doi:10.1089/jpm.2011.0179
PMCID: PMC3532000  PMID: 22107107
24.  Patient Perspectives on Participation in the ENABLE II Randomized Controlled Trial of a Concurrent Oncology Palliative Care Intervention: Benefits and Burdens 
Palliative medicine  2012;27(4):375-383.
Background
ENABLE (Educate, Nurture, Advise Before Life Ends) II was one of the first randomized controlled trials (RCTs) examining the effects of a concurrent oncology palliative care intervention on quality of life, mood, and symptom control for advanced cancer patients and their caregivers. However, little is known about how participants experience early palliative care and the benefits and burdens of participating in a palliative care clinical trial.
Aim
To gain a deeper understanding of participants’ perspectives about the intervention and palliative care trial participation.
Design
A qualitative descriptive study using thematic analysis to determine benefits and burdens of a new palliative care intervention and trial participation.
Setting/Participants
Of the 72 participants who were alive when the study commenced, 53 agreed to complete an in-depth, semi-structured interview regarding the ENABLE II intervention and clinical trial participation.
Results
Participants’ perceptions of intervention benefits were represented by four themes: enhanced problem-solving skills, better coping, feeling empowered, and feeling supported or reassured. Three themes related to trial participation: helping future patients and contributing to science, gaining insight through completion of questionnaires, and trial/intervention aspects to improve.
Conclusions
The benefits of the intervention and the positive aspects of trial participation outweighed trial “burdens”. This study raises additional important questions relevant to future trial design and intervention development: when should a palliative care intervention be initiated and what aspects of self-care and healthy living should be offered in addition to palliative content for advanced cancer patients when they are feeling well?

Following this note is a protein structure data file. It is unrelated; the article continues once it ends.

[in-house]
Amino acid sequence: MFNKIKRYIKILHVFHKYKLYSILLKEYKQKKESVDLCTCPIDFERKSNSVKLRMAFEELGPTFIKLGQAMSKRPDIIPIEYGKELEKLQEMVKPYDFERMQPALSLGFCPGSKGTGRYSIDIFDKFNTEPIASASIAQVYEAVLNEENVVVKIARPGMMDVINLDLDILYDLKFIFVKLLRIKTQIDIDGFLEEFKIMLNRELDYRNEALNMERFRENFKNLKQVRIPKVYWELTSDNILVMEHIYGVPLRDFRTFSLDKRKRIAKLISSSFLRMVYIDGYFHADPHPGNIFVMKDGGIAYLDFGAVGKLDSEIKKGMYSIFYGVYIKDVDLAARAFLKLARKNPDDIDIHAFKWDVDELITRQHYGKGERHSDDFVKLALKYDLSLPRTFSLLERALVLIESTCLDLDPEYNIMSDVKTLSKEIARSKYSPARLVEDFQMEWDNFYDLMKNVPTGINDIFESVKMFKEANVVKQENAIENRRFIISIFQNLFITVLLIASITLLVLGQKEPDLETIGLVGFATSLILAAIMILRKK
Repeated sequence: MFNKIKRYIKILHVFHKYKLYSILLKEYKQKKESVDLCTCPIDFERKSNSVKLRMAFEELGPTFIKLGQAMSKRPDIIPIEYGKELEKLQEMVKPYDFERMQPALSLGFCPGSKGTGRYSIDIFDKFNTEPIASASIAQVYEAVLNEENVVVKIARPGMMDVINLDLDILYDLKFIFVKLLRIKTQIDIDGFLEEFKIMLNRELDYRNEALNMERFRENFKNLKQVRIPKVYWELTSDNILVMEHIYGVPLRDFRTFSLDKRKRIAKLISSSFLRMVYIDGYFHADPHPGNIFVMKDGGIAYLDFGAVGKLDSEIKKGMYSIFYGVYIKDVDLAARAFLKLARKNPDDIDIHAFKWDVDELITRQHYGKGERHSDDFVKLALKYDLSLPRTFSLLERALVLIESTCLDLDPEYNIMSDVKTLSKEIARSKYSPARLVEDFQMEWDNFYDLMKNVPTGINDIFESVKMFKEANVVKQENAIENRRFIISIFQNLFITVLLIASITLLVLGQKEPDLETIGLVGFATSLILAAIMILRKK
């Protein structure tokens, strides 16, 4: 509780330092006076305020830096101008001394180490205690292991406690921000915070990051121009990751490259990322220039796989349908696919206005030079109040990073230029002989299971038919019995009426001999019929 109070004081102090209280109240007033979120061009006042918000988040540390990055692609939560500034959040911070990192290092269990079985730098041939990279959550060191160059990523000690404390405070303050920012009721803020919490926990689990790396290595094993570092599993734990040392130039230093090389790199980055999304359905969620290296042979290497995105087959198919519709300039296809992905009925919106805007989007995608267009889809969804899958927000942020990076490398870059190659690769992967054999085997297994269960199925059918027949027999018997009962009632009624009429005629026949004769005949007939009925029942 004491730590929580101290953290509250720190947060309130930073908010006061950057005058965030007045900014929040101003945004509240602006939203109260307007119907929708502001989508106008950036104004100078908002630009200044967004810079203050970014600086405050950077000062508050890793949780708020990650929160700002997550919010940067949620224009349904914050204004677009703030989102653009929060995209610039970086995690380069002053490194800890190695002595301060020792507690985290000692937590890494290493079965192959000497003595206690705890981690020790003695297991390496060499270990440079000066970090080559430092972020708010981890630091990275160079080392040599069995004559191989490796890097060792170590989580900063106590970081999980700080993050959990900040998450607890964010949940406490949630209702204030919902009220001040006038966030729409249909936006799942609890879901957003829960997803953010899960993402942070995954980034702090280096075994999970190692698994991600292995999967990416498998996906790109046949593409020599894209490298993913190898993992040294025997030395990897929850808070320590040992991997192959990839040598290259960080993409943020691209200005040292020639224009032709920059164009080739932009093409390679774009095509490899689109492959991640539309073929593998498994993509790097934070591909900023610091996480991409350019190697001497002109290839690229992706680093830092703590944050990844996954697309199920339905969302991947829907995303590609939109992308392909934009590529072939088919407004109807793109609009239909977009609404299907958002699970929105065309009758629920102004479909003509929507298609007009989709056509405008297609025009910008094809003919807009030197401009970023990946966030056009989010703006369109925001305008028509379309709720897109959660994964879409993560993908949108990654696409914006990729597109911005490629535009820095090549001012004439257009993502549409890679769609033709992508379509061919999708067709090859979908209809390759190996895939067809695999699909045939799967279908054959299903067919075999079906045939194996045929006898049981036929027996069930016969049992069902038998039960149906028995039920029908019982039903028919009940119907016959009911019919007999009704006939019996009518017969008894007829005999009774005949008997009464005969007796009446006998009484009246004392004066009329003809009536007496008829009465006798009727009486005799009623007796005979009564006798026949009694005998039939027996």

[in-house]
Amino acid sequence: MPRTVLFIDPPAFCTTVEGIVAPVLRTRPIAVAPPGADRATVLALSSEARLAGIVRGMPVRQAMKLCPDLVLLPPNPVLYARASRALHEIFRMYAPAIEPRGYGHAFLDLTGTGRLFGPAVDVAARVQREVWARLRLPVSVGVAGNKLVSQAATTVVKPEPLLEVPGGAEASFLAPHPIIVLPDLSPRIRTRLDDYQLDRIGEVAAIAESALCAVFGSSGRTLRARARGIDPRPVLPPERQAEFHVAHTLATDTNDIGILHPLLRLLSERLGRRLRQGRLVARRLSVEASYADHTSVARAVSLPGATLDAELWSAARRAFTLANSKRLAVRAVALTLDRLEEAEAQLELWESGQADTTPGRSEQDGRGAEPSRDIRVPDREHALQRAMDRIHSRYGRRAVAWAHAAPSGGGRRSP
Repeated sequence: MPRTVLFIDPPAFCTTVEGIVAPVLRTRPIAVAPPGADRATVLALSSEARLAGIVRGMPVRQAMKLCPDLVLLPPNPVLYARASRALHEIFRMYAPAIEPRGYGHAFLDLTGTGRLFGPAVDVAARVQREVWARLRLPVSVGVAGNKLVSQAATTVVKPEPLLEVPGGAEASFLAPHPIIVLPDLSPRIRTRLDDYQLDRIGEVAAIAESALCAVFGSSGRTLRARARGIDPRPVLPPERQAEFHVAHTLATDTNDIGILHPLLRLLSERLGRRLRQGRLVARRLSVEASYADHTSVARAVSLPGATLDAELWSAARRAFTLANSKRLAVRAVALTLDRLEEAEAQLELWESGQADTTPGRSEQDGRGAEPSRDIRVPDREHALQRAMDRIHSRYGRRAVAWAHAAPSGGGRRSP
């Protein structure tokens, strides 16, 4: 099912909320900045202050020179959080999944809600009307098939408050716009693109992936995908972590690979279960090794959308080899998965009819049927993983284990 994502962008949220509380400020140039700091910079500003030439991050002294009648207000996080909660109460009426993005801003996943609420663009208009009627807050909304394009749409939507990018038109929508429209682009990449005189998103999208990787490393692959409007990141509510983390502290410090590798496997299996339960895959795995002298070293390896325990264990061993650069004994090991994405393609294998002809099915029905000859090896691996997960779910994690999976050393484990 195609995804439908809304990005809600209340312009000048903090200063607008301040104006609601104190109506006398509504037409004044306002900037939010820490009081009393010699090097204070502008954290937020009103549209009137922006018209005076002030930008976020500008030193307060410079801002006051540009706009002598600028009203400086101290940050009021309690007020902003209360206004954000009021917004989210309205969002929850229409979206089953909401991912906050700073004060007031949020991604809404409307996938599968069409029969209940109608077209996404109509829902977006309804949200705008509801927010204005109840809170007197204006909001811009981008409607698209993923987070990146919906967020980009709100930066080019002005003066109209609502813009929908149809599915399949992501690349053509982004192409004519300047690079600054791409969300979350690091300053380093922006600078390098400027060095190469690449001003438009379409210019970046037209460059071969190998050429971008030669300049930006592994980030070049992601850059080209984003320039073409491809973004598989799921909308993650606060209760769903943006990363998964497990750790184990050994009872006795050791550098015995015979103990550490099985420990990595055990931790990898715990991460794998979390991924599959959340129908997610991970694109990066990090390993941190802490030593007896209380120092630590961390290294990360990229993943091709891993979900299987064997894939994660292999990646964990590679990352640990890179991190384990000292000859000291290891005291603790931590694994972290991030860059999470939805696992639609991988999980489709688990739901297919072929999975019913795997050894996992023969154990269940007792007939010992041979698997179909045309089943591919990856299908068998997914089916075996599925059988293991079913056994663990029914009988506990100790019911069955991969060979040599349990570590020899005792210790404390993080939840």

doi:10.1177/0269216312445188
PMCID: PMC3657725  PMID: 22573470
Qualitative Study; Randomized Controlled Trial; Palliative Care; Intervention study
25.  Keeping Pace With Oral Chemotherapy 
Purpose:
Although the rising number of oral chemotherapy agents offers many patients with cancer a more convenient and less invasive treatment option compared with infusion therapy, multiple risks and challenges have been identified with the oral regimen, including dosing errors, drug interactions, and nonadherence or overadherence. Until recently, cancer care providers had maintained a considerable amount of control, including the certainty that the right drug was being administered in the right dose, via the right route, at the right time, and to the right patient—all of which were meticulously documented in patient records. In contrast, oral chemotherapy takes much of the control out of the clinician's hands and places tremendous responsibility on the patient, raising a number of adherence and control issues. Studies regarding oral hormonal therapy for breast cancer have described adherence rates ramping down from 83% to 77% within the first 2 years of therapy. These figures continue to decrease over time to a range of 50% to 64% within 4 to 5 years. On the basis of these data and a literature review, we developed a program to promote adherence to oral anticancer protocols.
Methods: